Child care centers usually provide daily care for children starting as young as 6 weeks old and can continue up through kindergarten. The centers are open during the day, including early mornings and late evenings so parents can go to work. Some children may be enrolled full time (attending every day for the full day), while others may go for a few hours once or twice a week. Some child care centers are run in private homes, some are affiliated with schools, and others are separate, private businesses. Sample Job Duties:
- Create a schedule of activities for the day, including arts and crafts, story time, and music
- Provide lunch, snacks, and possibly breakfast and/or dinner
- Encourage socialization among peers
- Teach children basic social skills like sharing and taking turns
- Schedule nap times
- For babies, change diapers and clothes as necessary
Nannies work privately for families. They take care of children of all ages, from birth to teens. While anyone can apply for a job as a nanny, having a degree in ECE is definitely an advantage, as it shows you are specifically trained to work with small children. Nannies are much more than babysitters. They usually take care of children during parents’ working hours, especially when the child is too young for school (not all parents want to put their infants or toddlers in child care centers). Your hours as a nanny will vary depending on the family’s needs and may include nights, weekends, and holidays. Sample Job Duties:
- Make sure the children in your care are fed and clean
- Take the children to and from activities like story time or play dates
- Organize activities at home
- Keep the child on a schedule according to the parents’ wishes, like nap times
- Drop off/pickup for children already in a child care center or school
Certifications & Licenses for Early Childhood Educators
As with other teaching jobs, ECE license and certification requirements vary by state. Make sure you check your state’s requirements. There is an optional certification from The National Board of Professional Teaching Standards (NBPTS) once you hold a bachelor’s degree and state certification. Your state may also require you to have a teaching certificate. Not all child care centers require their employees to be certified. However, some will require an ECE or a Child Development Associate (CDA) certificate. CCEI offers a simple and efficient program for earning your CDA, as well as for earning your child care Director’s Certificate. Nannies don’t need to be licensed or certified, though potential employers may run a background check on you, including verifying your identity, checking for a criminal record, reviewing the sex offender and child abuse registries, and possibly drug testing. Potential nannies with an ECE degree can earn more money than their non-degreed peers: $25-35/hour vs $17-18/hour. Whichever ECE career path you choose, StraighterLine has a course you can take that can boost your professional development: from Foundations of Early Childhood Education to Classroom Management and more!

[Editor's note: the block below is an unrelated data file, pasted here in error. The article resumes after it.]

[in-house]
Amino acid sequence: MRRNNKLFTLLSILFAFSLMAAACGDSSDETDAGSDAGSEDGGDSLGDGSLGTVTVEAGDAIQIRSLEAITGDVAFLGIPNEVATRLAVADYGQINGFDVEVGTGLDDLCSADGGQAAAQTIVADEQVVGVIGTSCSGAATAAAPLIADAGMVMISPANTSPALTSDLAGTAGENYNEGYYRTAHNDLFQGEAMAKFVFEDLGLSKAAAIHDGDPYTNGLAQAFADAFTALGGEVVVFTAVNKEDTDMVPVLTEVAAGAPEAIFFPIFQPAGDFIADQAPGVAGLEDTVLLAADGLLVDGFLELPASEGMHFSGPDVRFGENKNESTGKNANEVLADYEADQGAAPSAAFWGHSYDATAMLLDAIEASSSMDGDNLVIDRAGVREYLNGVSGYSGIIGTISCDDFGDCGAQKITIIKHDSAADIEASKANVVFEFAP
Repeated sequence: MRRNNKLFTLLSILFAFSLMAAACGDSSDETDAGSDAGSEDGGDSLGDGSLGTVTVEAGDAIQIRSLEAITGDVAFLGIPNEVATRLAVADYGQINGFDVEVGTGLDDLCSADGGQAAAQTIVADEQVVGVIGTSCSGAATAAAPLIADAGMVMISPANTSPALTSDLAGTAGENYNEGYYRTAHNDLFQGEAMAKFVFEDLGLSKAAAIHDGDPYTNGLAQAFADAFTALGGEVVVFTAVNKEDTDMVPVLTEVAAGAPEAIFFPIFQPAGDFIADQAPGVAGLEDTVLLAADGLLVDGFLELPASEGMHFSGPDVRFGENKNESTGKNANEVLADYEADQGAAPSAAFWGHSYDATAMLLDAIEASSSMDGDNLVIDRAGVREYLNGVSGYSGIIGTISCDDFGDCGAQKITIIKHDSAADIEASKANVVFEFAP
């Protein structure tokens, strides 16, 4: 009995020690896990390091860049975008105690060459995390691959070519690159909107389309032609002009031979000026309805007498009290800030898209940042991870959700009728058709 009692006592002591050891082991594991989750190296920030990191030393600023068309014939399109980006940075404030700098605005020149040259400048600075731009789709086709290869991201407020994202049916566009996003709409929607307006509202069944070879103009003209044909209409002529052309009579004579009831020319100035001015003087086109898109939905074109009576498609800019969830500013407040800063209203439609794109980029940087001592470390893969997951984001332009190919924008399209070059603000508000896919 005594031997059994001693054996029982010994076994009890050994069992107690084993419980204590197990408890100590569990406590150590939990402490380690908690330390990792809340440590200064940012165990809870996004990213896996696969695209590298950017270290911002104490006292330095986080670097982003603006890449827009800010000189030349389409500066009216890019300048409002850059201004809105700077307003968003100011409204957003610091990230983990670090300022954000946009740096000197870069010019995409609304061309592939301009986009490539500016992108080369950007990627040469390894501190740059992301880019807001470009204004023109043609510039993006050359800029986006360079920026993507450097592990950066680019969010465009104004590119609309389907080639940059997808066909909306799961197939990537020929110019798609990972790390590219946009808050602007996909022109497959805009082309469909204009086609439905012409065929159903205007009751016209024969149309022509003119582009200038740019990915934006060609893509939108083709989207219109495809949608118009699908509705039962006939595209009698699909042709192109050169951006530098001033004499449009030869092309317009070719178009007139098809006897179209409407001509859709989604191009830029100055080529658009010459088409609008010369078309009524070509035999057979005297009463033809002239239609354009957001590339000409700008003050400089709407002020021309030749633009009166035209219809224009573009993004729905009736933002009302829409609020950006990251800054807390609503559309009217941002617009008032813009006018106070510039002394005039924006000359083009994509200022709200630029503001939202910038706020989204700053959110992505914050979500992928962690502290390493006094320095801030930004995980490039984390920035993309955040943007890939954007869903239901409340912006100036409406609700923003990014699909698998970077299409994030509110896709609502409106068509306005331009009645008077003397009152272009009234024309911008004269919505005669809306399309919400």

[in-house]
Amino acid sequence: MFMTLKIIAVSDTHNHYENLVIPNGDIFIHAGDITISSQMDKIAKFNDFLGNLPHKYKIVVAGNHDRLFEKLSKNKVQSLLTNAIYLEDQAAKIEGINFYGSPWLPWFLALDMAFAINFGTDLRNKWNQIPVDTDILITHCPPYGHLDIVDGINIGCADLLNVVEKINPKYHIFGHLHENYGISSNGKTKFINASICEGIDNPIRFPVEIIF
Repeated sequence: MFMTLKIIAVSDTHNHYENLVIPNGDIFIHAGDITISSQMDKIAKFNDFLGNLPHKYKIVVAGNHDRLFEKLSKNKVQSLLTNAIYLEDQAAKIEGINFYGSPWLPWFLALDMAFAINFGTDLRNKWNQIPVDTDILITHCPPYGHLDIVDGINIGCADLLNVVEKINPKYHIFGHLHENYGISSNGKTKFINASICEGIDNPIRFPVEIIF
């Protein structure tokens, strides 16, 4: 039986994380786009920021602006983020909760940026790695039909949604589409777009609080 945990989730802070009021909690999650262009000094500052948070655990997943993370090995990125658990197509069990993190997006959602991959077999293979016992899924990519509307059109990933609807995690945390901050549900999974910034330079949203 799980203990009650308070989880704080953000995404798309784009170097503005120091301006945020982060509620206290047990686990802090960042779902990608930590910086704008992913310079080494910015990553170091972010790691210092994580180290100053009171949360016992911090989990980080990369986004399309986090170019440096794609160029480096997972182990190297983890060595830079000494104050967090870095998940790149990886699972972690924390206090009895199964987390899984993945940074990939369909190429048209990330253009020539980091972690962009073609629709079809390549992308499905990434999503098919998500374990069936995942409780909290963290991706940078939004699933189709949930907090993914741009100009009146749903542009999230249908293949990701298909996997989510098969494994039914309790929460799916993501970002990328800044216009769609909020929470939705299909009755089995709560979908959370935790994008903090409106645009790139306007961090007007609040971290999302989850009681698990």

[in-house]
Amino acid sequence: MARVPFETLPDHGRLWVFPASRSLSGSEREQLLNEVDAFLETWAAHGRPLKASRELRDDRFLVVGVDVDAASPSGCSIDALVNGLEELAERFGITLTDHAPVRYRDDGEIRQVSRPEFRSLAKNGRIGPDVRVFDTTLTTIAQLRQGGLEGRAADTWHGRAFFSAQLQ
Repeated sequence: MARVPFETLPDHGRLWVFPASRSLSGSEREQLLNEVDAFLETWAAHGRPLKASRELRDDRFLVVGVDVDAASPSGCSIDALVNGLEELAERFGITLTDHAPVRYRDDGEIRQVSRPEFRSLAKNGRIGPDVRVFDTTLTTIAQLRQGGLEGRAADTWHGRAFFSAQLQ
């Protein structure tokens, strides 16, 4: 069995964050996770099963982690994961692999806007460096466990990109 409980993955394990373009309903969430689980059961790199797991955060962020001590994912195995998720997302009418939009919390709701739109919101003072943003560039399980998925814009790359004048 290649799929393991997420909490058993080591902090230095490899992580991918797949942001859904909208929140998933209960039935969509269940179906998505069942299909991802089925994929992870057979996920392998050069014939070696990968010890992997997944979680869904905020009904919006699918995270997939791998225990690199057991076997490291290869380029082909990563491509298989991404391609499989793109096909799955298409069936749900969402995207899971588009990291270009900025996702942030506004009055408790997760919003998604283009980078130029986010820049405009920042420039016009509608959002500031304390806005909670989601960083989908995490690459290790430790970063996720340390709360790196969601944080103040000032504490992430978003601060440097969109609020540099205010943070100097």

What Classes Can I Take to Get Started on My Early Childhood Education Career Path?
The classes you may need to take to prepare to become an early childhood educator will depend on whether you’re just starting out or you’re finishing up more specific requirements. If you’re just starting on your degree, you might need to focus on general education requirements, such as English Composition. If you’re further along in your education, you can turn your focus to more specialized courses, like the ones StraighterLine offers such as Early Childhood Development and Teaching Students with Exceptionalities. StraighterLine has a wide range of courses that can help you fulfill both general education and core curriculum requirements for your early education career path. EXPLORE COURSES
Fast Track Your Early Childhood Education Career Path with StraighterLine
Most ECE college programs require a set of prerequisite and general education courses. So take the first step in your early childhood education career path with courses from StraighterLine and CDA training from ChildCare Education Institute! StraighterLine's self-paced, affordable online courses easily transfer to any of our partner schools or through the ACE Credit service to over 2,000 colleges and universities worldwide.